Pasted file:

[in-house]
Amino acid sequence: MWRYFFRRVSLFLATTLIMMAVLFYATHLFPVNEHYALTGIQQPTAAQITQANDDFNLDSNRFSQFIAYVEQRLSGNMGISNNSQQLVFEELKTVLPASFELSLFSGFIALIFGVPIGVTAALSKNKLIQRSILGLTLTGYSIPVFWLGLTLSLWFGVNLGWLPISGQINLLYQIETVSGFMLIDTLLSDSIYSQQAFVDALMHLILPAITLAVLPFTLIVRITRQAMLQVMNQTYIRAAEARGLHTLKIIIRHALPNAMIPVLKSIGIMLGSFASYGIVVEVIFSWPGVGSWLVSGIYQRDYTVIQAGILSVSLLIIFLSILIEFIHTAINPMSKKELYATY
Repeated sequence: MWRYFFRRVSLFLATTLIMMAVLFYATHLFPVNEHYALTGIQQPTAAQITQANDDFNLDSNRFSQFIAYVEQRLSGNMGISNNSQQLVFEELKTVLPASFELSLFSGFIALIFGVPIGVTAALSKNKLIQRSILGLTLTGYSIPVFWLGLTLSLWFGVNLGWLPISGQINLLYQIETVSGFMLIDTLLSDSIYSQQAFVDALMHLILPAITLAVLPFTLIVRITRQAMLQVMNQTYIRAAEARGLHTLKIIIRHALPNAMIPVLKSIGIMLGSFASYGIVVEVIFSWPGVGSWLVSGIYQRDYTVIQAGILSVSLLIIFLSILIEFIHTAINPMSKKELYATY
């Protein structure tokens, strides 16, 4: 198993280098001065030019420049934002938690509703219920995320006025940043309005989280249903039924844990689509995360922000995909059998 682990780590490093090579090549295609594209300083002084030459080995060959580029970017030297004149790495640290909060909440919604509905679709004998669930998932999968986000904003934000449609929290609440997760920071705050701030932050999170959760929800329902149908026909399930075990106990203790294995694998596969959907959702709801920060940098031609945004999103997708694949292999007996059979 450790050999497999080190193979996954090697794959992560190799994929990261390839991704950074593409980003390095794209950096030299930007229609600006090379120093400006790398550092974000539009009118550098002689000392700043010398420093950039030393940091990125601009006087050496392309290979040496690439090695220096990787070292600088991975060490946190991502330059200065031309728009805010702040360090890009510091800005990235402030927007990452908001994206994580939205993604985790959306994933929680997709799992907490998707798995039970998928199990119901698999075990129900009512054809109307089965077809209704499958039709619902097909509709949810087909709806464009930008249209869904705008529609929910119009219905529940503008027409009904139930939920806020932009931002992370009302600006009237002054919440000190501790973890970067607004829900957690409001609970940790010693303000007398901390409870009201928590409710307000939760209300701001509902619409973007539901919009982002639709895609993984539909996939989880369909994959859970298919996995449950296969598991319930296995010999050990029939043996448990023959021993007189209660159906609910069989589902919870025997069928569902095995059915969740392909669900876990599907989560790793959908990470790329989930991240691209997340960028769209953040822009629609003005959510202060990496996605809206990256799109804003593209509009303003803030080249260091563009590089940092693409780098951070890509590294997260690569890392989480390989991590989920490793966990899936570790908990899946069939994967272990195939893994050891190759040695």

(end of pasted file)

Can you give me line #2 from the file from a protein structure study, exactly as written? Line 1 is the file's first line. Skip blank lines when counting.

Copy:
Amino acid sequence: MWRYFFRRVSLFLATTLIMMAVLFYATHLFPVNEHYALTGIQQPTAAQITQANDDFNLDSNRFSQFIAYVEQRLSGNMGISNNSQQLVFEELKTVLPASFELSLFSGFIALIFGVPIGVTAALSKNKLIQRSILGLTLTGYSIPVFWLGLTLSLWFGVNLGWLPISGQINLLYQIETVSGFMLIDTLLSDSIYSQQAFVDALMHLILPAITLAVLPFTLIVRITRQAMLQVMNQTYIRAAEARGLHTLKIIIRHALPNAMIPVLKSIGIMLGSFASYGIVVEVIFSWPGVGSWLVSGIYQRDYTVIQAGILSVSLLIIFLSILIEFIHTAINPMSKKELYATY